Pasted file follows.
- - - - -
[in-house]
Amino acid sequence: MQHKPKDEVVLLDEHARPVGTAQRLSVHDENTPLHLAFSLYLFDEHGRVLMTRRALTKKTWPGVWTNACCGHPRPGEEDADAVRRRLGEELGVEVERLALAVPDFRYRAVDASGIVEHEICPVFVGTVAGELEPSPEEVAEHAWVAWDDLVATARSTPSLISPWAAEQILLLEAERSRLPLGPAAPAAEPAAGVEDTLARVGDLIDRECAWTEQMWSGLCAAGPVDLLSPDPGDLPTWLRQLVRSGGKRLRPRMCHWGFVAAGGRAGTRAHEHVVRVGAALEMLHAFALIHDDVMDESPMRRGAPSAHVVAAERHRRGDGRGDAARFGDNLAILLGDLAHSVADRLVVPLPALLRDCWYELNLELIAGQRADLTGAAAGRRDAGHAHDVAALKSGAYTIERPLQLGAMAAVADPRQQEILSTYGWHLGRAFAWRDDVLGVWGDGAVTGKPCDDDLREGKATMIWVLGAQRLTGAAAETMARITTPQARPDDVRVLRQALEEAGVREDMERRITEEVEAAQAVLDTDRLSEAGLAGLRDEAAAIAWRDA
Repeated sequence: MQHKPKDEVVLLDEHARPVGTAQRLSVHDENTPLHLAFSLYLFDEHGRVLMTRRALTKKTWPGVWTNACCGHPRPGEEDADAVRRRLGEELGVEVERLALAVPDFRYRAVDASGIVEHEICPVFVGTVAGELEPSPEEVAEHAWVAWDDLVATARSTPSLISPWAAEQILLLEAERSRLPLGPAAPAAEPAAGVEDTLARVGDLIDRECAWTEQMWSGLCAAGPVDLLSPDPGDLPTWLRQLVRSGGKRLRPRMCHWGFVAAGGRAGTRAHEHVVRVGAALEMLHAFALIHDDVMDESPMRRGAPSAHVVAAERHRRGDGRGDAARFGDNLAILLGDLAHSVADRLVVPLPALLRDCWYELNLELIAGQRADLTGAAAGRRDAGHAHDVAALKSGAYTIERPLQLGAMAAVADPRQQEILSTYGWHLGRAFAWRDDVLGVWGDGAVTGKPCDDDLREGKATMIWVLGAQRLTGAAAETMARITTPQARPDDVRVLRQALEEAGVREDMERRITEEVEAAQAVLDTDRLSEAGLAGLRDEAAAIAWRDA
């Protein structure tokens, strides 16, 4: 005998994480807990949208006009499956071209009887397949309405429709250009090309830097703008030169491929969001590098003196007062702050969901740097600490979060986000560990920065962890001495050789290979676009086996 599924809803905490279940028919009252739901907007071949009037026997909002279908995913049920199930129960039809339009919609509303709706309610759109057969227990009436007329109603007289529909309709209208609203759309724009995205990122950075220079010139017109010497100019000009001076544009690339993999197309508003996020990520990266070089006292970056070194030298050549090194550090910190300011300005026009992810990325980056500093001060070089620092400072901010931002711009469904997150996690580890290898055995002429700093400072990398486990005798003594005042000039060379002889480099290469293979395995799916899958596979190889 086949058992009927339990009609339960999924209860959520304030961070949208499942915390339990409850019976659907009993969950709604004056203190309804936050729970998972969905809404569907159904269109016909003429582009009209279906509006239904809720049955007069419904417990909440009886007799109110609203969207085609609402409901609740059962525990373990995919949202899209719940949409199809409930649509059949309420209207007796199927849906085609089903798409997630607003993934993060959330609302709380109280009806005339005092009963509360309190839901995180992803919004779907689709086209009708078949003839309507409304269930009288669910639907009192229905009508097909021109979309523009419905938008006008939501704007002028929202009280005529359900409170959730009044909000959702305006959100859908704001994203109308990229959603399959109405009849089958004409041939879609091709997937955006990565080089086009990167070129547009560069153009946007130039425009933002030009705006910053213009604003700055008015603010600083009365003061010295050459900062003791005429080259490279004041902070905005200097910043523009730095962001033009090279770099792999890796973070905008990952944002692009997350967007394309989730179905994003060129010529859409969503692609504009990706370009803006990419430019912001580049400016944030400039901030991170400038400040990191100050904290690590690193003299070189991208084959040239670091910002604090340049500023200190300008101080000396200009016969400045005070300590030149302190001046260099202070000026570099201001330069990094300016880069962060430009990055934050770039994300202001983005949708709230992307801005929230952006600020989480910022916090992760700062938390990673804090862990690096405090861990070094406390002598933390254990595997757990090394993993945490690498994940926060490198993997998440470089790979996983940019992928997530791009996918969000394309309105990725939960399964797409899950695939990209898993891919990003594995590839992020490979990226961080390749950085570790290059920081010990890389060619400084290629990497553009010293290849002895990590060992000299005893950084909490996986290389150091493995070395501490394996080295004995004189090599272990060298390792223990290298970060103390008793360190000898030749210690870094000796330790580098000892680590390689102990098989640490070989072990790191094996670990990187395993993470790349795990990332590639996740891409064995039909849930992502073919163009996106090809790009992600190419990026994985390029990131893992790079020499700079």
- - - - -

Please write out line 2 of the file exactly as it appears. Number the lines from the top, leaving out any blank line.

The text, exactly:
Amino acid sequence: MQHKPKDEVVLLDEHARPVGTAQRLSVHDENTPLHLAFSLYLFDEHGRVLMTRRALTKKTWPGVWTNACCGHPRPGEEDADAVRRRLGEELGVEVERLALAVPDFRYRAVDASGIVEHEICPVFVGTVAGELEPSPEEVAEHAWVAWDDLVATARSTPSLISPWAAEQILLLEAERSRLPLGPAAPAAEPAAGVEDTLARVGDLIDRECAWTEQMWSGLCAAGPVDLLSPDPGDLPTWLRQLVRSGGKRLRPRMCHWGFVAAGGRAGTRAHEHVVRVGAALEMLHAFALIHDDVMDESPMRRGAPSAHVVAAERHRRGDGRGDAARFGDNLAILLGDLAHSVADRLVVPLPALLRDCWYELNLELIAGQRADLTGAAAGRRDAGHAHDVAALKSGAYTIERPLQLGAMAAVADPRQQEILSTYGWHLGRAFAWRDDVLGVWGDGAVTGKPCDDDLREGKATMIWVLGAQRLTGAAAETMARITTPQARPDDVRVLRQALEEAGVREDMERRITEEVEAAQAVLDTDRLSEAGLAGLRDEAAAIAWRDA